Chinese authorities have admitted that some ingredients used to make pet food did contain melamine. According to a report in USA Today this week, the admission led to increased investigations into two Chinese companies and their links to enormous animal food recalls here, which also noted that China claims melamine did not harm pets.
“There is no clear evidence showing that melamine is the direct cause of the poisoning or death of the pets … China is willing to strengthen cooperation with the U.S. side … to find out the real cause leading to the pet deaths in order to protect the health of the pets of the two countries,” Beijing’s Ministry of Foreign Affairs was quoted as saying by USA Today. Meanwhile, USA Today reports that Chinese police sealed Binzhou Futian Bio-Technology’s headquarter offices; the company exports rice protein concentrate to the United States for use in pet food.
Melamine is an industrial chemical that has gained notoriety in recent years for its ability to cheat nutrition tests and was originally designed to make plastics, fertilizer and fire retardants. Because melamine possesses high nitrogen contents, it can create the appearance in food of being high in protein and has been used in recent years to falsify protein levels in foods.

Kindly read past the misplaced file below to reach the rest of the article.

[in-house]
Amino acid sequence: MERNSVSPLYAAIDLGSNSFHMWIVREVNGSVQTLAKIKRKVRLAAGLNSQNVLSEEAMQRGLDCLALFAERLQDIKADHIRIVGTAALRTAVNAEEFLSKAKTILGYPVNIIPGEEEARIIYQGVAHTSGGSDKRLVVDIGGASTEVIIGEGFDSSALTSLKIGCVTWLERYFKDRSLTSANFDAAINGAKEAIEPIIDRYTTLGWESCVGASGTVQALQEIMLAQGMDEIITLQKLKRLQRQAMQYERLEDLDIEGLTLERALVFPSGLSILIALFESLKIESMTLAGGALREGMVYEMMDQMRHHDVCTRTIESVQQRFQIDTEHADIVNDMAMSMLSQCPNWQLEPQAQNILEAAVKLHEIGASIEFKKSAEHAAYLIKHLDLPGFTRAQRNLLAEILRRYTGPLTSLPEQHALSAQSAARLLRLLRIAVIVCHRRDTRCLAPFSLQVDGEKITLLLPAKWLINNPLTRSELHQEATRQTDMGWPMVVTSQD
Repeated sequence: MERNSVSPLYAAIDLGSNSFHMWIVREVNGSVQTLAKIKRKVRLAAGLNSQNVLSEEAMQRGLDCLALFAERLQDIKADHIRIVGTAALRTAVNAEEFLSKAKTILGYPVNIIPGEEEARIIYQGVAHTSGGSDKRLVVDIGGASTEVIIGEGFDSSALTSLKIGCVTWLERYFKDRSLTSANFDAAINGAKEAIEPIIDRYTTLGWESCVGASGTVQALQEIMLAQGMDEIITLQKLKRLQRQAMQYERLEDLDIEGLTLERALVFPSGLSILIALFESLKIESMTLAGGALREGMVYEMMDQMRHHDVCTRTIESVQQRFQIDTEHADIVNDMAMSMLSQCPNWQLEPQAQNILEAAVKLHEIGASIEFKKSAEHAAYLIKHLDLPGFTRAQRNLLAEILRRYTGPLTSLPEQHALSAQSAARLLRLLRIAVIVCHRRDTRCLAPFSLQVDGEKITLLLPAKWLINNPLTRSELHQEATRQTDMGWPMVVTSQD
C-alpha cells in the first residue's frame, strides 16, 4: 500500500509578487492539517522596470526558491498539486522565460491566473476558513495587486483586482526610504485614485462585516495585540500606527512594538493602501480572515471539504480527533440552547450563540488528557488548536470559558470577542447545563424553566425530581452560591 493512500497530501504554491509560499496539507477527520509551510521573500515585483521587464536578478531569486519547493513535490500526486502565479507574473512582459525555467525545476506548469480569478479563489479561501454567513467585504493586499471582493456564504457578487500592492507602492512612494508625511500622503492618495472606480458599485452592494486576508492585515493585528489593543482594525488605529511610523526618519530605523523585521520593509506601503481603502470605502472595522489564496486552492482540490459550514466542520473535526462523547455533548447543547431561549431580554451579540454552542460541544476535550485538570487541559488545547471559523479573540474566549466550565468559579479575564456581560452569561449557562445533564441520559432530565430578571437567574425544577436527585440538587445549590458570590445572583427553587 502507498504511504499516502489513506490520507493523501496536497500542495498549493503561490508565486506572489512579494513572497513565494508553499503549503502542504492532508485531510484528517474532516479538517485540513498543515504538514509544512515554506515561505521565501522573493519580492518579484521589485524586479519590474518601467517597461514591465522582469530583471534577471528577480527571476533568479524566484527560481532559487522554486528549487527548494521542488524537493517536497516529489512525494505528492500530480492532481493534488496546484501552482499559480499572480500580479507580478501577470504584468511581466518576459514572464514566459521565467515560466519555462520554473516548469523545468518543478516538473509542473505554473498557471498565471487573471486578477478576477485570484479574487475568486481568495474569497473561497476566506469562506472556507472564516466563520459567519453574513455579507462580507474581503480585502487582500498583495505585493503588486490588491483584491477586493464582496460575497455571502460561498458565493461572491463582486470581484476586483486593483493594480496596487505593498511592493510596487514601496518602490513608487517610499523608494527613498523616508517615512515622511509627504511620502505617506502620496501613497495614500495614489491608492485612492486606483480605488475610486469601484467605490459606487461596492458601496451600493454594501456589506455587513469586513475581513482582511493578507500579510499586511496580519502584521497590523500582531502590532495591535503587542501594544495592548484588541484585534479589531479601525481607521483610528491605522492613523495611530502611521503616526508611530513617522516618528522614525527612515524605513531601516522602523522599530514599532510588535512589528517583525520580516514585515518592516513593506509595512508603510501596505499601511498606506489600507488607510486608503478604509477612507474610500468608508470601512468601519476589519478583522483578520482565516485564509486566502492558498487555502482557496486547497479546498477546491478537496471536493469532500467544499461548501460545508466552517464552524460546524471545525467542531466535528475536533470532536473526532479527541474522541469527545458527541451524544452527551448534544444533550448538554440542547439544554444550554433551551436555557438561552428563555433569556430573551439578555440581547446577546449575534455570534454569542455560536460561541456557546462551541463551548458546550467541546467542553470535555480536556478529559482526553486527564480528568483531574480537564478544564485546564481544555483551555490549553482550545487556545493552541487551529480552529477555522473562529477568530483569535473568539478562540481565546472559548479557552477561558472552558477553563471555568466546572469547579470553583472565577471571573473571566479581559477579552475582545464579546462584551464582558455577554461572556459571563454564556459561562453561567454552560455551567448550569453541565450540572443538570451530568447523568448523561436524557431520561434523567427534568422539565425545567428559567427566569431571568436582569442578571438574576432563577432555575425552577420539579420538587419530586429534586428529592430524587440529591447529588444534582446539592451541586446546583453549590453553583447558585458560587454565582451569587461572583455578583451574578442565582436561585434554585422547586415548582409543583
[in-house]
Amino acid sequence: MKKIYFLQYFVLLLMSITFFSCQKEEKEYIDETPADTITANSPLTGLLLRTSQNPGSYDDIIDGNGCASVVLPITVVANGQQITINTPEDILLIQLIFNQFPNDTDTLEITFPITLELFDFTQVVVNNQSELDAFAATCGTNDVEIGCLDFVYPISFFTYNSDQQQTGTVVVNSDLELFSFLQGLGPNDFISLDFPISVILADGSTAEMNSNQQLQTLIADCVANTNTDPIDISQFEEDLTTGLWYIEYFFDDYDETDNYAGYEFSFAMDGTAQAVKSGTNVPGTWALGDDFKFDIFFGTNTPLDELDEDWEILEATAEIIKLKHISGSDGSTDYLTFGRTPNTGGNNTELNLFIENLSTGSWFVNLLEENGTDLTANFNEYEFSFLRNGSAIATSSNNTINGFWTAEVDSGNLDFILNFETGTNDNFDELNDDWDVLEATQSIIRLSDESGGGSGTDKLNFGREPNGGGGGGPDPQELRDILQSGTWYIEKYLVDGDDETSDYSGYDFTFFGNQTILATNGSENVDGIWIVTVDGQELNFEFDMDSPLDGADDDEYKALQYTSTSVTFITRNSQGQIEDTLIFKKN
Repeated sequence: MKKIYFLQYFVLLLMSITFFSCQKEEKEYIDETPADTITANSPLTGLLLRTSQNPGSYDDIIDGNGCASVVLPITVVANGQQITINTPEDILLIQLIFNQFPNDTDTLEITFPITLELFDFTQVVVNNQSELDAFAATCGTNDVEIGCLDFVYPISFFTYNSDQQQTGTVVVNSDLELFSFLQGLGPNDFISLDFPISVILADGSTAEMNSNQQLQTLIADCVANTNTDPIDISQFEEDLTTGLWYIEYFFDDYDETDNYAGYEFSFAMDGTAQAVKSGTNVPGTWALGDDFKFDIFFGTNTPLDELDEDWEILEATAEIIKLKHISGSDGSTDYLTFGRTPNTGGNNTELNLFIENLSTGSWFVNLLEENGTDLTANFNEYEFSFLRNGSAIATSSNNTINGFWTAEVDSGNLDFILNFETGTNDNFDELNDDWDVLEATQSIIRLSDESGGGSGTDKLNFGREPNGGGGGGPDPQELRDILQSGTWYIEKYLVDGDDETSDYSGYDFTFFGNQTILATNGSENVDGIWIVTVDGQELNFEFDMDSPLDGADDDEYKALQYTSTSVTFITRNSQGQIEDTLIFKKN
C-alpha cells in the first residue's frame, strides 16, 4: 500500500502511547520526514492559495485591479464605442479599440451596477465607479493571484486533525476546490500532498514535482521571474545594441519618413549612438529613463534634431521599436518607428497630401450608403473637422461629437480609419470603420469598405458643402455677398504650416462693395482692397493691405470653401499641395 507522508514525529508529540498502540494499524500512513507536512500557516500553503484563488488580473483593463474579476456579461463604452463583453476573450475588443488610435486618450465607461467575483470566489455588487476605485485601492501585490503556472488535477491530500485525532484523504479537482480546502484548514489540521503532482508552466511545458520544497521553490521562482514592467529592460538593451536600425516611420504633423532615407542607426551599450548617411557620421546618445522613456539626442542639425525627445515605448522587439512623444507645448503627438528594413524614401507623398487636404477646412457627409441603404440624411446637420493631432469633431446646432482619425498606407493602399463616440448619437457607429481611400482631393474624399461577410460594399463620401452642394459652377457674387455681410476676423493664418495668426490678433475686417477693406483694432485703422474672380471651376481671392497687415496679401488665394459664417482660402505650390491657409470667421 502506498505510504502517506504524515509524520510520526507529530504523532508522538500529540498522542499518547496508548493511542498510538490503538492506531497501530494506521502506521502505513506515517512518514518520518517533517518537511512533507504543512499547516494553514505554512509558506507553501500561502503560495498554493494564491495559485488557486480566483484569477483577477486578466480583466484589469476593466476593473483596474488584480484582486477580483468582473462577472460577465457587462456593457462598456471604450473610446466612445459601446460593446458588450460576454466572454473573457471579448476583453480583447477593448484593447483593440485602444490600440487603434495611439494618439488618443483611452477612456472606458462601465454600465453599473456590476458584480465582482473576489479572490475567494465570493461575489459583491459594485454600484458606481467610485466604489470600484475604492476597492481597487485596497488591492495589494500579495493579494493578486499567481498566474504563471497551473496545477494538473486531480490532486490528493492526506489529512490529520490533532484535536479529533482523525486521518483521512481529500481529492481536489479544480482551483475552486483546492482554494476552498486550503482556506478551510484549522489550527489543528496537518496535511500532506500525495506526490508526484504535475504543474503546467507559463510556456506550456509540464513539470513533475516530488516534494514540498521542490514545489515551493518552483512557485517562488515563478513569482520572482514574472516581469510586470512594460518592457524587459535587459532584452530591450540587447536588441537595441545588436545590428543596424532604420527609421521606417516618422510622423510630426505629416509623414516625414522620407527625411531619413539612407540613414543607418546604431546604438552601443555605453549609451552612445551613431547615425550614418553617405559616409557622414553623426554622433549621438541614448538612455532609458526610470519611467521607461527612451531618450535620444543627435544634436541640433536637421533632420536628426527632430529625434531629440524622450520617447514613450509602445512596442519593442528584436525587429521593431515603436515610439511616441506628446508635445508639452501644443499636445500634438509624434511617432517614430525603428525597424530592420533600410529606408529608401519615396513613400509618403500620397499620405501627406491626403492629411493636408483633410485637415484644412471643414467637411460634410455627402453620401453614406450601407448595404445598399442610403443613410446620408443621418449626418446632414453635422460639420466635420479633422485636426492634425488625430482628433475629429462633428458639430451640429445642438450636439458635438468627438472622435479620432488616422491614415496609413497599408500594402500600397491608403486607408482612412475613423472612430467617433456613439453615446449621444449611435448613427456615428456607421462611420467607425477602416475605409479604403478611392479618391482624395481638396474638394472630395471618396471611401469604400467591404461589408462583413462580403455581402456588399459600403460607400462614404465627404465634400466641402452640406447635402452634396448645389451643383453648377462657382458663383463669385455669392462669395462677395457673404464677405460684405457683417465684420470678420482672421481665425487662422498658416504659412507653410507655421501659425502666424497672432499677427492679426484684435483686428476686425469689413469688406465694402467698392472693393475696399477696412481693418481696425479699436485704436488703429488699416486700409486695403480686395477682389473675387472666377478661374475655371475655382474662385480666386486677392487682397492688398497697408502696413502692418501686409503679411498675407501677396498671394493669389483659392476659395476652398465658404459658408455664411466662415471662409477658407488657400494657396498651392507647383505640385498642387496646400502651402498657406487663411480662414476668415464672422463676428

In the milk formula melamine-tainting scandal, the toxic chemical was added to watered-down baby formula to create the impression of high protein levels in the diluted milk products. In the melamine scandal involving animal feed and food, melamine was likely added to the products for the same purpose. Melamine can cause kidney problems — including kidney stones and kidney failure — when ingested. Cyanuric acid has also been known to be added — with melamine — to wheat gluten added to pet food, reported USA Today. Cyanuric acid is another industrial chemical and is used in swimming pools. When added with melamine to food, the combination can create cystic growths in the kidneys and has proven fatal.
The U.S. Food and Drug Administration announced it will be going to China to conduct inspections; however, there is concern over that country’s “vast and fragmented food-processing industry.”